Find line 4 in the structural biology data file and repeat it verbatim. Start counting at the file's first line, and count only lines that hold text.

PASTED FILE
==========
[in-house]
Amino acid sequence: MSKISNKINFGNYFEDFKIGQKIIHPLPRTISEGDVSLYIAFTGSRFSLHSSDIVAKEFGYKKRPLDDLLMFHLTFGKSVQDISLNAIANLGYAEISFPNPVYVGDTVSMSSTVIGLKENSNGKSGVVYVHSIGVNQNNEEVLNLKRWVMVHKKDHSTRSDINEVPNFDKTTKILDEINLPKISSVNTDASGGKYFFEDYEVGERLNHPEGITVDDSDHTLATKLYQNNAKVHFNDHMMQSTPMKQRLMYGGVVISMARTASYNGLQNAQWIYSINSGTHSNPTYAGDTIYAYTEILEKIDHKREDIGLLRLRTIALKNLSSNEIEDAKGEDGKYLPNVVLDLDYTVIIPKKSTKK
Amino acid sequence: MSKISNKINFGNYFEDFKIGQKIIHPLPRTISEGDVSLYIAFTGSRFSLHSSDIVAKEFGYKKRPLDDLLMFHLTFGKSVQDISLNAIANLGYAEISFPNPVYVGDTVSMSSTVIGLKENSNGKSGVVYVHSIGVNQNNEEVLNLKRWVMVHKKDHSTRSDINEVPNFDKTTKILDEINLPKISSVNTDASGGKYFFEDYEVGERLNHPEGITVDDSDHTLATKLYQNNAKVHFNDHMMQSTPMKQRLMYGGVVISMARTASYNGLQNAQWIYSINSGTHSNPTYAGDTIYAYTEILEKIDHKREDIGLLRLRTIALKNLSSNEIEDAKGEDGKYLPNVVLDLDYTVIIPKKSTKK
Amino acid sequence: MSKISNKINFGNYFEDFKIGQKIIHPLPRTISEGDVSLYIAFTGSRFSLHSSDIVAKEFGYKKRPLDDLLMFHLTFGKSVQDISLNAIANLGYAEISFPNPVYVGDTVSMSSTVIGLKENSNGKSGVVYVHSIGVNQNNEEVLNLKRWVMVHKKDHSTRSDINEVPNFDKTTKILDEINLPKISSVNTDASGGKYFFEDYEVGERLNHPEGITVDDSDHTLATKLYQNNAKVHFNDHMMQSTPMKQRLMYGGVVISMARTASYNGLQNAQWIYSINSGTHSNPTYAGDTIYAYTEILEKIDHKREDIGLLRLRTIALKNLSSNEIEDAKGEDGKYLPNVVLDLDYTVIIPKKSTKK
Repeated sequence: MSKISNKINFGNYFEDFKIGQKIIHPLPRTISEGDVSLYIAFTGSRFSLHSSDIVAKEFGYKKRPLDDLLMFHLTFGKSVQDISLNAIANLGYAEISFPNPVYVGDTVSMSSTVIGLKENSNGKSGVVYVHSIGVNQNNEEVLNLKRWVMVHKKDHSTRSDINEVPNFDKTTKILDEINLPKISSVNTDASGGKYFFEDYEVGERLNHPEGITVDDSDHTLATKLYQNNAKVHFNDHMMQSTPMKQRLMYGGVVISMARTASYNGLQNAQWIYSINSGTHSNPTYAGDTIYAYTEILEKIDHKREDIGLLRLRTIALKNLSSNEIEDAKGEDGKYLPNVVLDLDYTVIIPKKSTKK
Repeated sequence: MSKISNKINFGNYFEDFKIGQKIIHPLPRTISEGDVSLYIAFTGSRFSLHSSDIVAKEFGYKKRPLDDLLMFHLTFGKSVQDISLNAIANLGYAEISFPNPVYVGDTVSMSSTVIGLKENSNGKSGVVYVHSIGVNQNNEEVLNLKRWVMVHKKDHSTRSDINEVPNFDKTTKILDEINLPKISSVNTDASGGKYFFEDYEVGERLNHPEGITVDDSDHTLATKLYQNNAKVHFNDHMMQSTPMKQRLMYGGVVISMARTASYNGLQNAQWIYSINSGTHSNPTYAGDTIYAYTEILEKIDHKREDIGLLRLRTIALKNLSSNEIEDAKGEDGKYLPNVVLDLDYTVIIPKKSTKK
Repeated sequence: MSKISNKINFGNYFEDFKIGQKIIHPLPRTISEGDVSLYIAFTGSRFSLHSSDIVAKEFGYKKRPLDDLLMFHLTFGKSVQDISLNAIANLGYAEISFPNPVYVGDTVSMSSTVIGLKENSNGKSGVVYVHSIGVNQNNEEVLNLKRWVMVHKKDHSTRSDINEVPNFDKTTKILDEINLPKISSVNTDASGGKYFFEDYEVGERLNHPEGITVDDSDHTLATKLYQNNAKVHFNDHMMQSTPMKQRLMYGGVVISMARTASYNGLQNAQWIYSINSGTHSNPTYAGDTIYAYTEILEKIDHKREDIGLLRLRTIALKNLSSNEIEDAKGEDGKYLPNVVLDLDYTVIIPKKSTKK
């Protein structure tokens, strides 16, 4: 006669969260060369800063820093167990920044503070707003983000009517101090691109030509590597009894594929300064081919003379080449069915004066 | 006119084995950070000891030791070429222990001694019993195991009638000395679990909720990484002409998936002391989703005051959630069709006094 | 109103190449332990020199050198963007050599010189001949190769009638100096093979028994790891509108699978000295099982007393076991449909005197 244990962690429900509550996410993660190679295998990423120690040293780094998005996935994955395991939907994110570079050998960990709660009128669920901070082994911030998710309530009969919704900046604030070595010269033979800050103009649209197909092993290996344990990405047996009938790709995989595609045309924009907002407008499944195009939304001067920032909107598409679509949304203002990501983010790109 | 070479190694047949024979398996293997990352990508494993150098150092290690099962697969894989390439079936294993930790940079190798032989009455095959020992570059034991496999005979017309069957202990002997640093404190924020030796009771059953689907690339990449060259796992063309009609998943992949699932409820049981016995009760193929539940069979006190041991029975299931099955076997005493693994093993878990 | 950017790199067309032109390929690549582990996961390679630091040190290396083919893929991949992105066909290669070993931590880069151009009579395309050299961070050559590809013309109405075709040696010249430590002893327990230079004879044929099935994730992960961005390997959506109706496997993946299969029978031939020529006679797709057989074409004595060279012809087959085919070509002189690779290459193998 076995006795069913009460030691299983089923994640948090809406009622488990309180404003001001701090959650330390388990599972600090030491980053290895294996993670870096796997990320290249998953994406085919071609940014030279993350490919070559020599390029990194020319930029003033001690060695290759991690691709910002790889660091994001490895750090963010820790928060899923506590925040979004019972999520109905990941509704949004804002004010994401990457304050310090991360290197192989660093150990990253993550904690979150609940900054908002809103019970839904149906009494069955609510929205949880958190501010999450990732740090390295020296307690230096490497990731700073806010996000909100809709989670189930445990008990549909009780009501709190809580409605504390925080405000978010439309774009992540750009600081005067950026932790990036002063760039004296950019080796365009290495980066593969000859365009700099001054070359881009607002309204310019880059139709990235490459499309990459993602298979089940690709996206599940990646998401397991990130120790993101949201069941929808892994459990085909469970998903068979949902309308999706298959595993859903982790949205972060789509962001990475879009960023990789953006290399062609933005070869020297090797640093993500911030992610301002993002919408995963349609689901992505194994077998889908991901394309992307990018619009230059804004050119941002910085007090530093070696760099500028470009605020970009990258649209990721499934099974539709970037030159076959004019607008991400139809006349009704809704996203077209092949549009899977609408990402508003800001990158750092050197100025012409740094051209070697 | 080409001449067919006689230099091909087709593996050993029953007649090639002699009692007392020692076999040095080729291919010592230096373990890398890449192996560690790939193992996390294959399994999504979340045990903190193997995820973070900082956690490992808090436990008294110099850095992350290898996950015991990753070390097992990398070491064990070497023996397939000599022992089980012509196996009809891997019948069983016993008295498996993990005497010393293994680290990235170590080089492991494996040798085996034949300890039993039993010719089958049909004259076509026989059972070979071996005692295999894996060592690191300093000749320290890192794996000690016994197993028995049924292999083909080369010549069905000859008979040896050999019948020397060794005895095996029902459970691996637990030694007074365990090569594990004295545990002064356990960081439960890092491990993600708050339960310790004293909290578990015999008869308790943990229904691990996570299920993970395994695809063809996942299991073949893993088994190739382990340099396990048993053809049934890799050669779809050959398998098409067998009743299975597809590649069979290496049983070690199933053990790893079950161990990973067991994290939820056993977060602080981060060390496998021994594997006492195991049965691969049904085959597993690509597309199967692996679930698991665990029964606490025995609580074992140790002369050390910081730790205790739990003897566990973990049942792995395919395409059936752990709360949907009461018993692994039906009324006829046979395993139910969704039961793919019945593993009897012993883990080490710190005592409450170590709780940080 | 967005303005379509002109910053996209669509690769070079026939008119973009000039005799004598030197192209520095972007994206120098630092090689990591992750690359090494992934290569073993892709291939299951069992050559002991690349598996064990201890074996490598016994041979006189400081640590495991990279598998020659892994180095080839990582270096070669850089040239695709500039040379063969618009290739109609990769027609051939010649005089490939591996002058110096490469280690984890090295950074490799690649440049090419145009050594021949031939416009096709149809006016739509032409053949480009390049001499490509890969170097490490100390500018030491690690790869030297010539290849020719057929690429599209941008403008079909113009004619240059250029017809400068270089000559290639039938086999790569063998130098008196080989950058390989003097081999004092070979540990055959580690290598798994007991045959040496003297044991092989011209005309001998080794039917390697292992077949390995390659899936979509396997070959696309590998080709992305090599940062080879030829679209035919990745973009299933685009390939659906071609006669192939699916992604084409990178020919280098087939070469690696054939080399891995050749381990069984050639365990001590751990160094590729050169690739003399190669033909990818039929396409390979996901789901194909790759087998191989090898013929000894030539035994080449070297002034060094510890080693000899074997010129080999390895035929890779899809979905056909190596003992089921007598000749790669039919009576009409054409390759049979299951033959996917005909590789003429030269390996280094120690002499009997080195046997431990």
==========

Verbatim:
Amino acid sequence: MSKISNKINFGNYFEDFKIGQKIIHPLPRTISEGDVSLYIAFTGSRFSLHSSDIVAKEFGYKKRPLDDLLMFHLTFGKSVQDISLNAIANLGYAEISFPNPVYVGDTVSMSSTVIGLKENSNGKSGVVYVHSIGVNQNNEEVLNLKRWVMVHKKDHSTRSDINEVPNFDKTTKILDEINLPKISSVNTDASGGKYFFEDYEVGERLNHPEGITVDDSDHTLATKLYQNNAKVHFNDHMMQSTPMKQRLMYGGVVISMARTASYNGLQNAQWIYSINSGTHSNPTYAGDTIYAYTEILEKIDHKREDIGLLRLRTIALKNLSSNEIEDAKGEDGKYLPNVVLDLDYTVIIPKKSTKK